The Next Step: Hip Replacement Surgery
If common activities like walking and getting in and out of a chair become difficult and painful and medications, changes in everyday activities, and walking supports do not relieve the symptoms, hip replacement surgery may be the next step.
The Anatomy of the Hip
The hip, a ball-and-socket joint, is one of the body’s largest joints. The ball is the femoral head, the upper end of the femur, thighbone. The socket is formed by the acetabulum, part of the large pelvis bone. The bone surfaces are covered with articular cartilage, cushioning the bones for ease of movement. A thin tissue called synovial membrane surrounds the hip joint and lubricates the cartilage, eliminating friction during hip movement. Ligaments connect the ball to the socket and provide stability to the joint. People who benefit from hip replacement surgery suffer from symptoms including:
- Hip pain that limits everyday activities, such as walking or bending
- Hip pain that continues while resting
- Stiffness in a hip that limits the ability to move or lift the leg
- Inadequate pain relief from anti-inflammatory drugs, physical therapy or walking supports
The most common cause of chronic hip pain and disability is osteoarthritis, a degenerative joint disease. A lifetime of walking, exercising, and daily movement can take a toll on cartilage. The degeneration of cartilage covering the ends of the bones breaks down over time, causing the bones of the hip joint to rub together, which results in pain and stiffness.
Is Hip Replacement Surgery is Right for You?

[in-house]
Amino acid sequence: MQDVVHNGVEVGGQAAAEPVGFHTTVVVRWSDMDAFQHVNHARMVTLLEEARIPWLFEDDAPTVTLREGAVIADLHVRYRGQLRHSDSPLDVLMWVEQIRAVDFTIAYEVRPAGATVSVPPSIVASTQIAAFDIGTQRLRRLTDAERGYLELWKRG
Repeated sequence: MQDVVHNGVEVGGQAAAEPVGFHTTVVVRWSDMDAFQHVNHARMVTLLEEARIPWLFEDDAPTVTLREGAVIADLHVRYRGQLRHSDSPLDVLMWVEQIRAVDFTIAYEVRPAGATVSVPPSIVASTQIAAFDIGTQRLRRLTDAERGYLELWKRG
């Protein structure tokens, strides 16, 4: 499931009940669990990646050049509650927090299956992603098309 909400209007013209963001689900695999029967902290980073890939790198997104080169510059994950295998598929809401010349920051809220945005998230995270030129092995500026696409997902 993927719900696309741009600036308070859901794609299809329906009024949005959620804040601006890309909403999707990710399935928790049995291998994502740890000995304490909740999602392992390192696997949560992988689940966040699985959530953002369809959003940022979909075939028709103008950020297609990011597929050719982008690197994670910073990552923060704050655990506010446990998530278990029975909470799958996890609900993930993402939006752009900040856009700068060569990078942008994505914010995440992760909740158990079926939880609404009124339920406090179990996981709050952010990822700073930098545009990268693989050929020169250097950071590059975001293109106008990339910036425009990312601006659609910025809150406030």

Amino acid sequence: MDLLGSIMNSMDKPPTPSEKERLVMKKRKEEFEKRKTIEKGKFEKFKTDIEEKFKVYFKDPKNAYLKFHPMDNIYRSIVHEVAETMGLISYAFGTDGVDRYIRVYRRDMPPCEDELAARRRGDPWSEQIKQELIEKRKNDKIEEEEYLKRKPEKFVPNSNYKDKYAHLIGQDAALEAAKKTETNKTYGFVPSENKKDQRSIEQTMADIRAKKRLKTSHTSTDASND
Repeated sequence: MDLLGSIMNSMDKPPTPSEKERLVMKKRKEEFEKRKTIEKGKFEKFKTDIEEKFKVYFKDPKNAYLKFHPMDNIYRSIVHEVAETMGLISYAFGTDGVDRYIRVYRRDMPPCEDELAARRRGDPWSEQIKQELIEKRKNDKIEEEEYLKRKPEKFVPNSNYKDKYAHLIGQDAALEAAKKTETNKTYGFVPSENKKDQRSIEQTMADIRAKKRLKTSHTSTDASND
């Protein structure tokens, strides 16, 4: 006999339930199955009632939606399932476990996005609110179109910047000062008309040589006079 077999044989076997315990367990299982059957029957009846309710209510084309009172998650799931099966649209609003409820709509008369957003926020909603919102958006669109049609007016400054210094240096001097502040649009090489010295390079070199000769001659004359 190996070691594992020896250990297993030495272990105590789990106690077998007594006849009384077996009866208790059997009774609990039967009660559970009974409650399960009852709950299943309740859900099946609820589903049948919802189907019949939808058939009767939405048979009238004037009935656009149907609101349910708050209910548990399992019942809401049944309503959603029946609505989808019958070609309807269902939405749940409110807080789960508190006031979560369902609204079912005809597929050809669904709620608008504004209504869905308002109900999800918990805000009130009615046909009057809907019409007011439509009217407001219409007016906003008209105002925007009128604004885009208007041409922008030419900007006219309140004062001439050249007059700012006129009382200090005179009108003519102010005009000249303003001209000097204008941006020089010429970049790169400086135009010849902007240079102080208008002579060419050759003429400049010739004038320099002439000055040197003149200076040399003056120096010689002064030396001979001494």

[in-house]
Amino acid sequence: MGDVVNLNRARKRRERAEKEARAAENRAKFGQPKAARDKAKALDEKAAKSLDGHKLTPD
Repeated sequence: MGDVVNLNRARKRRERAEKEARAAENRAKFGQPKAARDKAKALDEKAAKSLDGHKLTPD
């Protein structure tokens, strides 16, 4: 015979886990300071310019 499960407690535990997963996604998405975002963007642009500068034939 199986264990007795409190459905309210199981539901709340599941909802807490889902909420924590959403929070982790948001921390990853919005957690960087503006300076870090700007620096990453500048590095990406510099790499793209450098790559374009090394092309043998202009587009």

The decision to have hip replacement surgery should be a cooperative one by the guest patient, his or her family, and the DOC orthopedic surgeon. An evaluation with the physician includes a guest’s medical history, a physical examination, X-rays, and possible MRI scan to determine the condition of the bone and soft tissues of the hip. Hip replacement surgery is a safe and effective procedure that can relieve pain, increase motion and enable the ability to perform everyday activities. First performed in 1960, hip replacement surgery is one of the most successful operations in all of medicine. Since 1960, improvements in joint replacement surgical techniques and technology have greatly increased the effectiveness of total hip replacement. According to the Agency for Healthcare Research and Quality, more than 300,000 total hip replacements are performed each year in the United States. Most patients who undergo total hip replacement are age 50 to 80, but DOC’s orthopedic surgeons evaluate patients individually. In a total hip replacement, hip arthroplasty, the damaged bone, and cartilage are removed and replaced with prosthetic components. Most people who undergo hip replacement surgery experience a dramatic reduction of hip pain and a significant improvement in their ability to perform the common activities of daily living. With appropriate activity modification, hip replacements can last for many years. To learn about other hip conditions treated by DOC, visit the page here.
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